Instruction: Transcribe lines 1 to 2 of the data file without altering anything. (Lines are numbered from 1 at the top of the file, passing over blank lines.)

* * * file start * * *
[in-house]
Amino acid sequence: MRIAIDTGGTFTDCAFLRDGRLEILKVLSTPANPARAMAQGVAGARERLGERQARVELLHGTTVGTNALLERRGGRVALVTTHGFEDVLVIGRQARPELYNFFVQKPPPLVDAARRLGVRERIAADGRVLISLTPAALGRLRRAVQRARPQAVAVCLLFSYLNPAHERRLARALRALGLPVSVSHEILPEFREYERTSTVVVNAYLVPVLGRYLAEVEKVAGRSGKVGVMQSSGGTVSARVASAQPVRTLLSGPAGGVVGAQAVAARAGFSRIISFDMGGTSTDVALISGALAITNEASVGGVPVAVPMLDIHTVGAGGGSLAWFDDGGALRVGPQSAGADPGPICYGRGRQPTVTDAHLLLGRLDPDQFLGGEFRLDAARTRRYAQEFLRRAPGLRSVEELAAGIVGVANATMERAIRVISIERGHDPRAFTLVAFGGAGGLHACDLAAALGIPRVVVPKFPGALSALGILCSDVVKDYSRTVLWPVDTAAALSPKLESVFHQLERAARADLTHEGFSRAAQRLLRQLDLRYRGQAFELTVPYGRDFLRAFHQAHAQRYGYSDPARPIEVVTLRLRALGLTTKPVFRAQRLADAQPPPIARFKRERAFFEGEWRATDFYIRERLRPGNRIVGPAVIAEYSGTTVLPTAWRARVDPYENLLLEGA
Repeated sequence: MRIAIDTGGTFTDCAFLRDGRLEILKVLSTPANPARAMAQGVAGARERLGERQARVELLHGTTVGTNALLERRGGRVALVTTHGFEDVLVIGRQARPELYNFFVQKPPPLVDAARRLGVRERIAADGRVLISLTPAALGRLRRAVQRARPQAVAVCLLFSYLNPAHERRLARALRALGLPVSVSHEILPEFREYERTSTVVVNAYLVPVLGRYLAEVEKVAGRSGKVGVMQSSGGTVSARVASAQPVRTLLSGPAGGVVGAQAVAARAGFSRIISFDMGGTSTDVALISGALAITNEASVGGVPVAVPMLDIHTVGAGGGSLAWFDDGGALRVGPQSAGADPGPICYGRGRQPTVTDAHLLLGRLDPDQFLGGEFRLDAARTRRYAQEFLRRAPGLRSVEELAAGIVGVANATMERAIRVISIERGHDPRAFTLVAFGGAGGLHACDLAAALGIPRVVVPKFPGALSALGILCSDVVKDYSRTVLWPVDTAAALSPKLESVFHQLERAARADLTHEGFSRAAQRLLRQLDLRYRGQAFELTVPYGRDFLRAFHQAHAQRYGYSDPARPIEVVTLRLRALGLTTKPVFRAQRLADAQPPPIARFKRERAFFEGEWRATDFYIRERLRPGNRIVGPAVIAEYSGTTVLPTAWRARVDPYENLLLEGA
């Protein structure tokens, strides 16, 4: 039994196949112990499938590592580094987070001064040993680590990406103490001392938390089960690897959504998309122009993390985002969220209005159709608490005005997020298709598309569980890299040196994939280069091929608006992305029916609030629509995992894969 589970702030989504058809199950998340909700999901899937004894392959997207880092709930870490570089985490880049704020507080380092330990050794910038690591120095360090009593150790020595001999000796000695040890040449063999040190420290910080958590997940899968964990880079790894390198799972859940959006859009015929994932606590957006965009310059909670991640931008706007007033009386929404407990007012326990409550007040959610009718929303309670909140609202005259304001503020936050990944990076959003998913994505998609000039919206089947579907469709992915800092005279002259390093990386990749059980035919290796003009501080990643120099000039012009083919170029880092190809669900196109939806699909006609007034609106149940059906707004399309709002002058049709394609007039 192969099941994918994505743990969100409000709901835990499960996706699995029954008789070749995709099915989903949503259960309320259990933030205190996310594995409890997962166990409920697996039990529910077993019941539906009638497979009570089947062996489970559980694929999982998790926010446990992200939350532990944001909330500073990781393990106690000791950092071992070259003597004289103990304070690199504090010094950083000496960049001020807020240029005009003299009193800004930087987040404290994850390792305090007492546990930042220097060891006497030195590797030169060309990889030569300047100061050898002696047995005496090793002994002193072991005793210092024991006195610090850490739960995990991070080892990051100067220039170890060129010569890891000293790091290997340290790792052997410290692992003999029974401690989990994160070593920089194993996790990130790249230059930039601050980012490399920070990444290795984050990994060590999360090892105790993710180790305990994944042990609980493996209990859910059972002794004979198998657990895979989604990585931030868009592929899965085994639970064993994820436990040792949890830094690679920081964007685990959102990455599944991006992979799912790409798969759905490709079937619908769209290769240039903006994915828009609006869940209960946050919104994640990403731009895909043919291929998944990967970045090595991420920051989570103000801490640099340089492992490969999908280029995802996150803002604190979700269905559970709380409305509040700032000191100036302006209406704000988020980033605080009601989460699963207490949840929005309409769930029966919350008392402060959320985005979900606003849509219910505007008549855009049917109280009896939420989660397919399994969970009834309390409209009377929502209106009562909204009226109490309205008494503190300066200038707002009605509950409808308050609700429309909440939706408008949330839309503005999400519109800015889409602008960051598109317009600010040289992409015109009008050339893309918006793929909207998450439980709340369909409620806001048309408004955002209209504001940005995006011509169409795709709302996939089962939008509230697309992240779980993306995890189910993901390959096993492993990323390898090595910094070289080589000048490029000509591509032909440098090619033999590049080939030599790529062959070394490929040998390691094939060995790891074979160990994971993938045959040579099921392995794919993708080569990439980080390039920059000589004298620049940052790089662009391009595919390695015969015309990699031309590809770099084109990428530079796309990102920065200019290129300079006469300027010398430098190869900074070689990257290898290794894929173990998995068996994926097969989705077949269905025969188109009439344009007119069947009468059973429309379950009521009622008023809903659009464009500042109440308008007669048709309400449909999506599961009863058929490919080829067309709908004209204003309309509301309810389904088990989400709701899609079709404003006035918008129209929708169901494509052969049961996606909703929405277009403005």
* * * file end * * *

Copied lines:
[in-house]
Amino acid sequence: MRIAIDTGGTFTDCAFLRDGRLEILKVLSTPANPARAMAQGVAGARERLGERQARVELLHGTTVGTNALLERRGGRVALVTTHGFEDVLVIGRQARPELYNFFVQKPPPLVDAARRLGVRERIAADGRVLISLTPAALGRLRRAVQRARPQAVAVCLLFSYLNPAHERRLARALRALGLPVSVSHEILPEFREYERTSTVVVNAYLVPVLGRYLAEVEKVAGRSGKVGVMQSSGGTVSARVASAQPVRTLLSGPAGGVVGAQAVAARAGFSRIISFDMGGTSTDVALISGALAITNEASVGGVPVAVPMLDIHTVGAGGGSLAWFDDGGALRVGPQSAGADPGPICYGRGRQPTVTDAHLLLGRLDPDQFLGGEFRLDAARTRRYAQEFLRRAPGLRSVEELAAGIVGVANATMERAIRVISIERGHDPRAFTLVAFGGAGGLHACDLAAALGIPRVVVPKFPGALSALGILCSDVVKDYSRTVLWPVDTAAALSPKLESVFHQLERAARADLTHEGFSRAAQRLLRQLDLRYRGQAFELTVPYGRDFLRAFHQAHAQRYGYSDPARPIEVVTLRLRALGLTTKPVFRAQRLADAQPPPIARFKRERAFFEGEWRATDFYIRERLRPGNRIVGPAVIAEYSGTTVLPTAWRARVDPYENLLLEGA